|Title||Spatial arrangement of odor sources modifies the temporal aspects of crayfish search strategies|
|Publication Type||Journal Article|
|Year of Publication||2004|
|Authors||Wolf MCaroline, Voigt R, Moore PA|
|Journal||Journal of Chemical Ecology|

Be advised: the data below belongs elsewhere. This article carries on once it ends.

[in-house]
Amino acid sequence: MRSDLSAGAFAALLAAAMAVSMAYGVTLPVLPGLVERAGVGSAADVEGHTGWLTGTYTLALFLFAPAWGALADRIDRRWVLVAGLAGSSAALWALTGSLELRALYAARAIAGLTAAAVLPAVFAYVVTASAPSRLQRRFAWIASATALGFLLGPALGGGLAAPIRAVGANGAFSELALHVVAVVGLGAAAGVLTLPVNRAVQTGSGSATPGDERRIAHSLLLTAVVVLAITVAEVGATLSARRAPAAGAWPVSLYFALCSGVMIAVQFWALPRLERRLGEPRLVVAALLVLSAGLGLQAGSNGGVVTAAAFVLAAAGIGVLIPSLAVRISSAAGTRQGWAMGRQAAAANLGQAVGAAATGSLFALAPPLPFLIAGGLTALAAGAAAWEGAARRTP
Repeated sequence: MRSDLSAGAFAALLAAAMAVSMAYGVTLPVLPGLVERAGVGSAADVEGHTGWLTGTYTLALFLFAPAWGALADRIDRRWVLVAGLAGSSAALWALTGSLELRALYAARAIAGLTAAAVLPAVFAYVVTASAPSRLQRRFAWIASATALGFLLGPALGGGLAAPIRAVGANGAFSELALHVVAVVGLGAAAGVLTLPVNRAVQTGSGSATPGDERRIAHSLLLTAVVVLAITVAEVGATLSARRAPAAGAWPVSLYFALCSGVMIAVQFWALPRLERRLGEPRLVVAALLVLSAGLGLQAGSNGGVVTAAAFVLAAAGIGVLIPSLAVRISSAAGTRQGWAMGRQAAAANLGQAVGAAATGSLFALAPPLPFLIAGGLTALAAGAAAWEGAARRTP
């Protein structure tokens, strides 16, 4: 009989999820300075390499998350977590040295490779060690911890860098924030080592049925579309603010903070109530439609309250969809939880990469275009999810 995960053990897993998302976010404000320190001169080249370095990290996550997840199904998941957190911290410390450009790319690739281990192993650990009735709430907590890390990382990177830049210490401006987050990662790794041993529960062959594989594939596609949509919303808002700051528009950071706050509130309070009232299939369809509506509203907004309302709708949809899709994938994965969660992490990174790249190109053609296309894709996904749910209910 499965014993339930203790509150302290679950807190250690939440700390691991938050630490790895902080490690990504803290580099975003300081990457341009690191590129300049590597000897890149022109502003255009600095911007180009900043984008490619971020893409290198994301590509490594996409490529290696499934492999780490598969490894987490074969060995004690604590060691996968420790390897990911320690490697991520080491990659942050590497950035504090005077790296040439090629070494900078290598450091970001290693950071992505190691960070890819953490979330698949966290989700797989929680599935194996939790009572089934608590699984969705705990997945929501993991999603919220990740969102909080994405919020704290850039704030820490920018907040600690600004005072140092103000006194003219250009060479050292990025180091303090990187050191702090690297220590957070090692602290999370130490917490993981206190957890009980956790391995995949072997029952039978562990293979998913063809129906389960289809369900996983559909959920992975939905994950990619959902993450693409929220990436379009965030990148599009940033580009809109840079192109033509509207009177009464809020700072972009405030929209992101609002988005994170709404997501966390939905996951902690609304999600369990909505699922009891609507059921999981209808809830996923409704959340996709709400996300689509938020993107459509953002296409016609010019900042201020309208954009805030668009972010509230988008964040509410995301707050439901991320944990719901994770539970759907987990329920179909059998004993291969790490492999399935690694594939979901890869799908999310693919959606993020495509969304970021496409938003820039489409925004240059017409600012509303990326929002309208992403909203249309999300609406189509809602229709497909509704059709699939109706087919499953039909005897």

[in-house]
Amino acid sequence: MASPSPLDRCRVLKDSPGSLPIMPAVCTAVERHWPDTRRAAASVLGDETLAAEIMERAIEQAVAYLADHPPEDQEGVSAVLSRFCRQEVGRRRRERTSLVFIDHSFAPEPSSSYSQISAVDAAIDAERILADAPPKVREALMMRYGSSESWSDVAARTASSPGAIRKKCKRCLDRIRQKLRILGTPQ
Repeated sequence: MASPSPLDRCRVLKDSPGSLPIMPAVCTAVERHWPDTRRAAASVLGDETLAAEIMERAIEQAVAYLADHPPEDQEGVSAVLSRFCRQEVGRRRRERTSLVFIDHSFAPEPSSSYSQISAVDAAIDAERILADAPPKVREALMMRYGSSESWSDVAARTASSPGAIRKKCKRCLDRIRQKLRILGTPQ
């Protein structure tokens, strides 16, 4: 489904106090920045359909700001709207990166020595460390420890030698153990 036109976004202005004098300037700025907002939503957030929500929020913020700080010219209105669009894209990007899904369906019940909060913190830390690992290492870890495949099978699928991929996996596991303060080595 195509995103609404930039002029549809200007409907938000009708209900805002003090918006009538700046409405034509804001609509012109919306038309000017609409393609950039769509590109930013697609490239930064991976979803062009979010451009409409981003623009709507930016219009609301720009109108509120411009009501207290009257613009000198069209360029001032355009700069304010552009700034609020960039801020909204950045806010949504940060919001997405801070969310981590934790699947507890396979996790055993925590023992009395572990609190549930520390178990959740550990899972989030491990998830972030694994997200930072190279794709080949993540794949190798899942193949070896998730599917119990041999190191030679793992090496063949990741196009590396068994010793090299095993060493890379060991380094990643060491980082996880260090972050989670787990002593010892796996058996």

In natural habitats, animals encounter cues from multiple odor sources that may impact foraging decisions. Previous work has focused on orientation behavior to one food odor source, and does not distinguish between mechanosensory and chemosensory guidance of orientation. The present study investigated how the spatial distribution of two food cues affects crayfish orientation behavior. Crayfish, Orconectes virilis, were presented with odor sources that were separated in an artificial stream. Orientation behavior was filmed from above and digitized at a rate of 1 frame per sec. Electrochemical recordings were used to characterize the hydrodynamic structure of the artificial stream. Temporal changes in the odor plume structure were seen as a result of the positioning of the odor sources. Changes in the intermittency of the odor pulses as well as concentration, rise time, and slope of the pulse were observed. Time series analysis showed that the lower frequency signals of the dual odor source were higher in energy than the single 1X or single 2X sources. Crayfish altered orientation strategies when presented with different spatial arrangements of food cues. In particular, the temporal aspects of the orientation pattern were most altered by the differences in odor presentations. Crayfish responded with faster walking speeds as a function of distance to the odor source and exhibited more consistent turning angles. This correlates with temporal changes in odor structure, and indicates that the temporal pattern of odor stimulation may be driving the temporal pattern of behavior.